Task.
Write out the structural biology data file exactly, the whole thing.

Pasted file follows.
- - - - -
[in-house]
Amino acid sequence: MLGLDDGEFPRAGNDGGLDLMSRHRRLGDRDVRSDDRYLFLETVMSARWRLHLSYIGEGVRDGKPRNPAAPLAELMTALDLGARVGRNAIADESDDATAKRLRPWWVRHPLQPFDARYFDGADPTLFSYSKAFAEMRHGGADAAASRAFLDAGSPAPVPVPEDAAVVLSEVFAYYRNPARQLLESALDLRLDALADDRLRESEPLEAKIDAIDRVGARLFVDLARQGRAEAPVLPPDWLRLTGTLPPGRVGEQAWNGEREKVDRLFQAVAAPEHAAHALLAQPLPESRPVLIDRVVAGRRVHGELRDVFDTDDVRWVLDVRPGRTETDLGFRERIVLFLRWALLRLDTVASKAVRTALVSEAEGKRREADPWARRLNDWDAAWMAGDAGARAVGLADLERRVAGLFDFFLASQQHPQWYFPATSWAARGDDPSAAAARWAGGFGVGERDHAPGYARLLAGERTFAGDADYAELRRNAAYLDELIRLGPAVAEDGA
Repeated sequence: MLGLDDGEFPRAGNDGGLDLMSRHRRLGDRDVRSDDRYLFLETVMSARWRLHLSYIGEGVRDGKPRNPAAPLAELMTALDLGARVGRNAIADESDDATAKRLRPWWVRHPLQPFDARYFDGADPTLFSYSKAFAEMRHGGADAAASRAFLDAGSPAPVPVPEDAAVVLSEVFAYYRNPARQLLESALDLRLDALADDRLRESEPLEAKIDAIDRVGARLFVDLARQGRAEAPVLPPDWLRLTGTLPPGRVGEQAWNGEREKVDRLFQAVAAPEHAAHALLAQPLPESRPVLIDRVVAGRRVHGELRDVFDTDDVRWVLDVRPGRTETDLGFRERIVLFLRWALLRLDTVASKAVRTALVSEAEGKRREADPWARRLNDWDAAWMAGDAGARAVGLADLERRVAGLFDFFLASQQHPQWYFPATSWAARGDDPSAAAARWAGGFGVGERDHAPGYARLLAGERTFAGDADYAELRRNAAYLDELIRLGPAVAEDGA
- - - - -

[in-house]
Amino acid sequence: MLGLDDGEFPRAGNDGGLDLMSRHRRLGDRDVRSDDRYLFLETVMSARWRLHLSYIGEGVRDGKPRNPAAPLAELMTALDLGARVGRNAIADESDDATAKRLRPWWVRHPLQPFDARYFDGADPTLFSYSKAFAEMRHGGADAAASRAFLDAGSPAPVPVPEDAAVVLSEVFAYYRNPARQLLESALDLRLDALADDRLRESEPLEAKIDAIDRVGARLFVDLARQGRAEAPVLPPDWLRLTGTLPPGRVGEQAWNGEREKVDRLFQAVAAPEHAAHALLAQPLPESRPVLIDRVVAGRRVHGELRDVFDTDDVRWVLDVRPGRTETDLGFRERIVLFLRWALLRLDTVASKAVRTALVSEAEGKRREADPWARRLNDWDAAWMAGDAGARAVGLADLERRVAGLFDFFLASQQHPQWYFPATSWAARGDDPSAAAARWAGGFGVGERDHAPGYARLLAGERTFAGDADYAELRRNAAYLDELIRLGPAVAEDGA
Repeated sequence: MLGLDDGEFPRAGNDGGLDLMSRHRRLGDRDVRSDDRYLFLETVMSARWRLHLSYIGEGVRDGKPRNPAAPLAELMTALDLGARVGRNAIADESDDATAKRLRPWWVRHPLQPFDARYFDGADPTLFSYSKAFAEMRHGGADAAASRAFLDAGSPAPVPVPEDAAVVLSEVFAYYRNPARQLLESALDLRLDALADDRLRESEPLEAKIDAIDRVGARLFVDLARQGRAEAPVLPPDWLRLTGTLPPGRVGEQAWNGEREKVDRLFQAVAAPEHAAHALLAQPLPESRPVLIDRVVAGRRVHGELRDVFDTDDVRWVLDVRPGRTETDLGFRERIVLFLRWALLRLDTVASKAVRTALVSEAEGKRREADPWARRLNDWDAAWMAGDAGARAVGLADLERRVAGLFDFFLASQQHPQWYFPATSWAARGDDPSAAAARWAGGFGVGERDHAPGYARLLAGERTFAGDADYAELRRNAAYLDELIRLGPAVAEDGA